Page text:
In November 2013, May removed the passport of Hilal Al Jedda, although he had won an appeal in the Supreme Court in November 2013. The Supreme Court had ruled that rescinding Al Jedda’s passport was unlawful. Having entered the UK under the guise of an asylum seeker in 1992, he first lost his British passport in 2007 after serving three years at a military detention centre in Iraq for suspected terrorism offences. Al Jedda became the first person to be stripped twice of British citizenship. [Yet again May shows her total arrogance and disregard for the rulings of the Courts].

May came under criticism by Labour and human rights organizations over her comments about a deportation case involving a man who fought deportation by providing details of his relationship with a woman from the UK, including the fact they had a pet cat. Human Rights campaigners criticised the comment and said May “urgently needs to get her facts straight“, while Amnesty International said May’s comments only fuelled “myths and misconceptions” about the Human Rights Act and the fact “that someone in Theresa May’s position can be so misinformed as to parade out a story about someone being allowed to stay in Britain because of a cat is nothing short of alarming.”

In June 2014, an inflamed public argument arose between Home Office and Education Ministers about responsibility for alleged extremism in Birmingham schools. Prime Minister David Cameron’s intervened to resolve the row, insisting that May sack her Special Advisor Fiona Cunningham for releasing on May’s website a confidential letter to May’s colleagues, and that Gove, the Education Secretary, apologise to the Home Office’s head of Security and Counter-Terrorism, Charles Farr, for uncomplimentary briefings of him appearing on the front page of The Times [clearly a Home Secretary not in control of her Department].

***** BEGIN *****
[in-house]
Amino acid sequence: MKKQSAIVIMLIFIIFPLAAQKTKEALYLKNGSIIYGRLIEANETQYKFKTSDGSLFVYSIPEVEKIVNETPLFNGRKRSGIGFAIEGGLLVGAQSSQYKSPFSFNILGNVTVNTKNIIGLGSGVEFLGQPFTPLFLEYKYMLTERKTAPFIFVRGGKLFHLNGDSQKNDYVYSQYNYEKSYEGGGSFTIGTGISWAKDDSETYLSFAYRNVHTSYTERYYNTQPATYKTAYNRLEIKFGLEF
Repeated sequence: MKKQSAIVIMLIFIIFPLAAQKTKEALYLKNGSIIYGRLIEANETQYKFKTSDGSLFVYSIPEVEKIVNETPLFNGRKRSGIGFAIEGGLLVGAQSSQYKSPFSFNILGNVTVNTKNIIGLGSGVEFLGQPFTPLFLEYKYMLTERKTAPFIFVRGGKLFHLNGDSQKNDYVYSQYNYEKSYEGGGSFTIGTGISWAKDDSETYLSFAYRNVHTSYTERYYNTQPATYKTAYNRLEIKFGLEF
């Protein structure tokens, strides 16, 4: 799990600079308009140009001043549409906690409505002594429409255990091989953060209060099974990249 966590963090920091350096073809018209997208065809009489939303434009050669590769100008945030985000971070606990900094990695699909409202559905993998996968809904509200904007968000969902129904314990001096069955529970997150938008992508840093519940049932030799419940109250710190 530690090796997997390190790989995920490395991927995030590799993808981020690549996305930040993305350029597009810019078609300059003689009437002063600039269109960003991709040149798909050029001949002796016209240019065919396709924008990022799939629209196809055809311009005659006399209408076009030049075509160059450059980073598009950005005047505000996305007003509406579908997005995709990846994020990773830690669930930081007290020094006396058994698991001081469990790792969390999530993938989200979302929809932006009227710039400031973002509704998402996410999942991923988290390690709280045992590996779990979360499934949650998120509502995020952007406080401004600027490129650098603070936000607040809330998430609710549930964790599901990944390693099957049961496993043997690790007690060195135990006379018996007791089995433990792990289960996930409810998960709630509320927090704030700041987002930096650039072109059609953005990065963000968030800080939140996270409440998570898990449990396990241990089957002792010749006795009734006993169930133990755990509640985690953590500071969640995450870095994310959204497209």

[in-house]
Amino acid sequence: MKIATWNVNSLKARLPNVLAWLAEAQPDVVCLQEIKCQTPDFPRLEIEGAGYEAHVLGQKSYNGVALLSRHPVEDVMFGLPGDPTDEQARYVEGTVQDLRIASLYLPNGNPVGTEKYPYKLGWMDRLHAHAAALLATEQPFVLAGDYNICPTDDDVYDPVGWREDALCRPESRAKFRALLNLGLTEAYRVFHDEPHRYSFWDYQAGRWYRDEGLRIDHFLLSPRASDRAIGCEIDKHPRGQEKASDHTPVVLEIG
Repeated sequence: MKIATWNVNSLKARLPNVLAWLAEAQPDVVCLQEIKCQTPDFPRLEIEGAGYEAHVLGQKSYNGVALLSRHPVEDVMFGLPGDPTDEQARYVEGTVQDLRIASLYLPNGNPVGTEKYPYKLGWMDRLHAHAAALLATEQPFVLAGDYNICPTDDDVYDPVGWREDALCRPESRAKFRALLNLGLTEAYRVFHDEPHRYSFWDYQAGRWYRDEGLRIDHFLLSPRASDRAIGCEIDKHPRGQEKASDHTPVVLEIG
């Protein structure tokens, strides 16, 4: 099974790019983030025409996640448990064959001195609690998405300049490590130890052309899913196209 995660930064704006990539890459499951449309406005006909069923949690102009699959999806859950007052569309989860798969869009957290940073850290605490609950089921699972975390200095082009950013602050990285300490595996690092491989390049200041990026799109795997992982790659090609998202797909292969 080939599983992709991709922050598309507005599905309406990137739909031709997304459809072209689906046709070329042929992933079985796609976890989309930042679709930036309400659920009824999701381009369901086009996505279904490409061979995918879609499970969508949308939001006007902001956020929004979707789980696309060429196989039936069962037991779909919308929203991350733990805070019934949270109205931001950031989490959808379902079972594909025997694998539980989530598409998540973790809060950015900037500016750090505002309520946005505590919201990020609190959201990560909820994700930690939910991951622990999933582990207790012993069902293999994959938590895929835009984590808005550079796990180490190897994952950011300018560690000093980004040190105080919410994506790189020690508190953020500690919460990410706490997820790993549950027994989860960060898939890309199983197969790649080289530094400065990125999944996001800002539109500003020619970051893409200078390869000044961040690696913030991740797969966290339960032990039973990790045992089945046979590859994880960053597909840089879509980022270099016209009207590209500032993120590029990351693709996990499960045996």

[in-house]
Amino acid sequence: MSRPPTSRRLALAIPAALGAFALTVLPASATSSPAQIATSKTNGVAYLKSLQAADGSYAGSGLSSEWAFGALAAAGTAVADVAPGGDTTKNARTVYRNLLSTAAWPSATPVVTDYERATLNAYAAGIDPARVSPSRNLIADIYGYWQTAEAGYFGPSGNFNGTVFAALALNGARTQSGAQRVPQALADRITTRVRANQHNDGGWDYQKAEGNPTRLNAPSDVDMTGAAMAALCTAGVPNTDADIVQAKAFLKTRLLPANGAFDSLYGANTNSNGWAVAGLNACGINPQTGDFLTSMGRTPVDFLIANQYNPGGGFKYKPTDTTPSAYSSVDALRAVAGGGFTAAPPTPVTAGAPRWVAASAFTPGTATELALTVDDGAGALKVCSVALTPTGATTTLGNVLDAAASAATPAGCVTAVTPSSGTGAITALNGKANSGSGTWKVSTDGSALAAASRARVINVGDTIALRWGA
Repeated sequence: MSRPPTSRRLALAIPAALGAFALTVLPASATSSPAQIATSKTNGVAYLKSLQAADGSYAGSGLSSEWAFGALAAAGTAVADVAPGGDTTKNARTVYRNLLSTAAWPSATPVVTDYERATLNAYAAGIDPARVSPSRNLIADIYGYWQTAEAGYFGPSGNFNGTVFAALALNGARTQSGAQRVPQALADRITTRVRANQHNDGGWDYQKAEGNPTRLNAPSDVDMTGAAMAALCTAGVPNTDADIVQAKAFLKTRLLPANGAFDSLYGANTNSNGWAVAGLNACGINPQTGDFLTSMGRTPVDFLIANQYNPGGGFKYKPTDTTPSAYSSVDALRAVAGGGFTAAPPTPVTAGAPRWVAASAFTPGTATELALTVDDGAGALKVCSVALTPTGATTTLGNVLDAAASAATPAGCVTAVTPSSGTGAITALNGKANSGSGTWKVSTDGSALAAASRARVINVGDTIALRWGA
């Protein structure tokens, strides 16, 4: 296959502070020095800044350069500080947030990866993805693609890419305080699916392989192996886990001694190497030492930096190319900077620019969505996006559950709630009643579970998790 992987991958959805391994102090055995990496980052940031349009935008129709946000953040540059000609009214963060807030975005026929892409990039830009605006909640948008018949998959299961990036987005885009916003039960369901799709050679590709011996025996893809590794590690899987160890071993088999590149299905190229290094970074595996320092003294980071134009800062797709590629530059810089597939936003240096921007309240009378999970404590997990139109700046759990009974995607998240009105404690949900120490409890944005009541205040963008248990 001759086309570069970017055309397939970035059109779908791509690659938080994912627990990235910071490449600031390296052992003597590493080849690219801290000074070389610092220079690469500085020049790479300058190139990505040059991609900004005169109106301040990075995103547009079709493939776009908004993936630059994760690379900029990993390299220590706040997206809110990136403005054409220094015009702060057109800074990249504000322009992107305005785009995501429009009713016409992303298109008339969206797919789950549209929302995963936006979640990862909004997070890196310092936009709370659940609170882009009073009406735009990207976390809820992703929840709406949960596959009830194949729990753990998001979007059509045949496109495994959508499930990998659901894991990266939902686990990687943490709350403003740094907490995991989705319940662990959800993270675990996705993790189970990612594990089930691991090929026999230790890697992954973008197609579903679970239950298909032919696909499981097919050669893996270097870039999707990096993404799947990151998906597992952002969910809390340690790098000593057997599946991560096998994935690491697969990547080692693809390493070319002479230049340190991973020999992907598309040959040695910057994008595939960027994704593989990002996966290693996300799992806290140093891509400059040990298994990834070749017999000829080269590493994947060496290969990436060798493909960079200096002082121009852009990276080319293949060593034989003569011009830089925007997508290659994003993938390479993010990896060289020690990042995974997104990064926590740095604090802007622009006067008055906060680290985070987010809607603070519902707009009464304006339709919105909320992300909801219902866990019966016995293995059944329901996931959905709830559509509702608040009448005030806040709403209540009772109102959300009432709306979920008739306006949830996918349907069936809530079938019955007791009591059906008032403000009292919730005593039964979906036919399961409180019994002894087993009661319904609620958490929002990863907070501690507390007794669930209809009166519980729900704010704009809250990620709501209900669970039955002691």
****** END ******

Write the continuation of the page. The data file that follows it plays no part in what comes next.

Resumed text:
By mid 2014, American company 3M which makes the RFID microchips hidden in new passports, and their client, the Passport Office, revealed allegations of a large backlog in developing processing passport applications appeared. David Cameron suggested that this had come about due to the Passport Office’s receiving an “above normal” 300,000-rise in applications. It was revealed, however, that May had been warned the year before, in July 2013, that a surge of 350,000 extra applications could occur owing to the closure of processing overseas under Chancellor Osborne’s programme of cuts. Well over £600,000 were paid to staff who helped clear the backlog [A total farce which could easily have been avoided]

Abu Hamza and Theresa May, between them, reduced the Extradition System to a total farce.  He used every trick in the book to avoid extradition and she (along with previous Home Secretaries it must be said) failed to effectively counter them, taking many years to finally get him extradited to America.  Her shortcomings notably included getting the dates wrong and all owing him to remain due an oversight by her Department. Shabby.

In 2011 she was embroiled in a controversy over the UK Border Agency, leading to the resignation of Brodie Clark despite Mrs May’s eventual admission to Parliament that “she had not told the Cabinet of her decision to allow officials to relax checks on some European travellers arriving in the UK.” [Personally I feel that our Borders have never been less secure, and times of jihad that is not a good thing]